NASA also announced it had opened another collection site has at Carswell Air Force Base near Fort Worth, Texas because the debris field has grown “further west than we had expected,” Deputy Associate Administrator Mike Kostelnik said. According to Kostelnik, investigators are still assessing the debris field’s size.
Some 300 people from 30 agencies — including the FBI, the Federal Emergency Management Agency, the National Transportation Safety Board and the Texas Department of Public Safety — have been dispatched to transport shuttle debris to the NASA collection sites at Carswell, Barksdale Air Force Base in Louisiana and a field site in the town of Lufkin, Texas.
Kostelnik told reporters Monday that there has been “extremely close cooperation with a wide variety of federal, state and local officials” in the recovery effort.
According to Kostelnik, efforts will focus first on finding the remains of the shuttle’s seven crew members.
“We are trying to recover the remains of these national heroes and get them back to their families as soon as possible,” he said.
Kostelnik said that investigators are still determining where further analysis of debris from the shuttle itself will take place. Investigators have said their goal will be to reconstruct what is left of the shuttle to attempt to determine how each part broke away during the shuttle’s re-entry.
NASA Administrator Sean O’Keefe briefed President Bush on the investigation’s progress Monday morning. He told CBS’s Early Show that he planned to tell the president investigators were conducting a methodical search.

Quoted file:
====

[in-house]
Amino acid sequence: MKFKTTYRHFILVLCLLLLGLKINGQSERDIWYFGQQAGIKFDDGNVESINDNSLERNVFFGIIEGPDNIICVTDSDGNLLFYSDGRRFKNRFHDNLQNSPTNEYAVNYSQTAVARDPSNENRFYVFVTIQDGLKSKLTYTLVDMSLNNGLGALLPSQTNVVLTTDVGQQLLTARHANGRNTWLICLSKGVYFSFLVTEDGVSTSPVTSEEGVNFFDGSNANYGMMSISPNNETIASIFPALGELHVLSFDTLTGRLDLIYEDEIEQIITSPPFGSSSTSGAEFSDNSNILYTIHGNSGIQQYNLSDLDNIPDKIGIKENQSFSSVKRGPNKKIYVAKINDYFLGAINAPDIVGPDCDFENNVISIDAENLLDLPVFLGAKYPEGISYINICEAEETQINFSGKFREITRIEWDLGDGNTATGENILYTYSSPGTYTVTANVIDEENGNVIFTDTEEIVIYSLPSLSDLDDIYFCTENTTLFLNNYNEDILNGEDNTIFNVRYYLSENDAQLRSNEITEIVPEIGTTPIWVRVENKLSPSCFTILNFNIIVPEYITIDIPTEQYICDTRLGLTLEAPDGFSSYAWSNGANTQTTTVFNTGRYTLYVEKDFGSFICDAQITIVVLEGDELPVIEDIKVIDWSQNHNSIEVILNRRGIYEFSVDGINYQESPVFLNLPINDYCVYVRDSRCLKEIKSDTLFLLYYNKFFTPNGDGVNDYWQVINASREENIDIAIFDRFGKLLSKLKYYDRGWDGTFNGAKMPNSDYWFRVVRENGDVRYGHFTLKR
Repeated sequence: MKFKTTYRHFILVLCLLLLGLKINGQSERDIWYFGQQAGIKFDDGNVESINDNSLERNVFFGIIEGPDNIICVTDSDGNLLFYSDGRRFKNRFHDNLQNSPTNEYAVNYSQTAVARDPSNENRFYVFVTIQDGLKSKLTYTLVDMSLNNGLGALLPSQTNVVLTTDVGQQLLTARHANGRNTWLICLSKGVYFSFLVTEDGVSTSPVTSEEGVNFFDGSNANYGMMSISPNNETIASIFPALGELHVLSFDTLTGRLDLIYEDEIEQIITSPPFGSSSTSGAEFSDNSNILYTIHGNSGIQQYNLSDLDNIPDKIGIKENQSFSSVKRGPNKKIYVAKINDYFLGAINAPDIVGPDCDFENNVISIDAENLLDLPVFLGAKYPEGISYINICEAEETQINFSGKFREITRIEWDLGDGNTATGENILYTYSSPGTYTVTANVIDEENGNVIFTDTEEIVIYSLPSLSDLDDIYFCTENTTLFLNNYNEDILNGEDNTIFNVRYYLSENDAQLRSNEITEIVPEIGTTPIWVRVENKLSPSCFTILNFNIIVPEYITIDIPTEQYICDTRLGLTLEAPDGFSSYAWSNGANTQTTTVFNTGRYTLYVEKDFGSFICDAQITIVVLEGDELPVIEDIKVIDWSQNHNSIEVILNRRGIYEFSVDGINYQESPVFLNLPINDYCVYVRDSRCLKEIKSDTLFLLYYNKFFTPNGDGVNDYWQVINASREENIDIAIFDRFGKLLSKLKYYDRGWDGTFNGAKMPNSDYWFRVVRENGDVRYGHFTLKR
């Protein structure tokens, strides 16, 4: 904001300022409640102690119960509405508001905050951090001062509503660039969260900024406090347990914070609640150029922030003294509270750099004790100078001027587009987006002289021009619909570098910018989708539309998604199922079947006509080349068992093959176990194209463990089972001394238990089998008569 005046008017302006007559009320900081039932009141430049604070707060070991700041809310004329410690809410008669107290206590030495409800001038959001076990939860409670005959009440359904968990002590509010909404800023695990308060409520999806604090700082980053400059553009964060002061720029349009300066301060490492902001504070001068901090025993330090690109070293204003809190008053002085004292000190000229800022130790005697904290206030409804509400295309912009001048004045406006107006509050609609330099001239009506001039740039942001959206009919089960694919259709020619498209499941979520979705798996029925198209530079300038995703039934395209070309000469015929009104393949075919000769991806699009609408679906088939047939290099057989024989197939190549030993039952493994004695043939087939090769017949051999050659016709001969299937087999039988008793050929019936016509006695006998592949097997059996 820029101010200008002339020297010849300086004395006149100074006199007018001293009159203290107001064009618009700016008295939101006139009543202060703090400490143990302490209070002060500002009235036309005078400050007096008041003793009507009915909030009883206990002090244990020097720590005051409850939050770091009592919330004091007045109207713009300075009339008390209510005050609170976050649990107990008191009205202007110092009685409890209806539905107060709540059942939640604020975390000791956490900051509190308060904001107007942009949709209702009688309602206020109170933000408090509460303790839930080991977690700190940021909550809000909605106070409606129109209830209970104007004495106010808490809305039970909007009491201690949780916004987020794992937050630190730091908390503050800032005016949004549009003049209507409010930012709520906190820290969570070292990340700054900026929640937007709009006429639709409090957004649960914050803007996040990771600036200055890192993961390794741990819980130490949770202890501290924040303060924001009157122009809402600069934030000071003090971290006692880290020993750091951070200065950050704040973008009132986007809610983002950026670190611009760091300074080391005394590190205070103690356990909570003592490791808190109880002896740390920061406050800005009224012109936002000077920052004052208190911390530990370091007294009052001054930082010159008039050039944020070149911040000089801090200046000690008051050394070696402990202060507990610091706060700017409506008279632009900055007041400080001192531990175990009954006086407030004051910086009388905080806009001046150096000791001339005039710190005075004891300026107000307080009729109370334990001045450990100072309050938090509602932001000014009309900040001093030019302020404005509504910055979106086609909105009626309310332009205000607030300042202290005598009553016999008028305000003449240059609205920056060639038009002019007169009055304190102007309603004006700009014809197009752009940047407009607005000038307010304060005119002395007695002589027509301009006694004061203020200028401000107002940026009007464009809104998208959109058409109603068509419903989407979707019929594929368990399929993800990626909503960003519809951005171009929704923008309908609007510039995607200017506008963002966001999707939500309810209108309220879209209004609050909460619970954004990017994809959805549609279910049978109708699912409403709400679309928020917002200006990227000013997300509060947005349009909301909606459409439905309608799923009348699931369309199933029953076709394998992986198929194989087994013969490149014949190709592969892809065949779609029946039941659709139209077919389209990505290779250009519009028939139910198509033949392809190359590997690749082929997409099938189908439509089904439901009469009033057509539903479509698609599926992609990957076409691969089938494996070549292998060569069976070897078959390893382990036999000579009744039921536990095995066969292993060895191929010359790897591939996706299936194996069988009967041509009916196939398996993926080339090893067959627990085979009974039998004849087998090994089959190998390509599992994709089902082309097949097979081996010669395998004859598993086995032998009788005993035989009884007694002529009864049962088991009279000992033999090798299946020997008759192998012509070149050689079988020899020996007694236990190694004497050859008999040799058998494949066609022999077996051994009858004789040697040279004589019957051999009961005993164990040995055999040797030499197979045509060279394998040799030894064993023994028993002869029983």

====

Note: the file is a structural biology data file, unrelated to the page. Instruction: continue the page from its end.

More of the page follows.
“We’re doing everything we possibly can to secure the evidence, to make a determination of what could have caused this, and to make a judgment about exactly what could have led to this particular event, determine what that cause is, make corrections, and get back to flight,” he said.
NASA Shuttle Program Manager Ron Dittemore told reporters Sunday that data from the flight’s last moments indicated an unusual increase in temperature on the craft’s exterior near its left rear wheel well. The shuttle’s flight control system also registered an increase in drag on its left side, Dittemore said.
However, Dittemore emphasized that analysts were just beginning to piece together data from the incident.
“I’m confident that even what I tell you today will be fluid and will change from day to day for a while,” Dittemore said.
On Monday, Kostelnik said officials would continue to conduct the shuttle’s investigation largely in the public eye.
“We are working with the best and brightest minds in the country to ferret this out,” Kostelnik said. “This will probably be the most open accident investigation of this scale that people have experienced at this time.”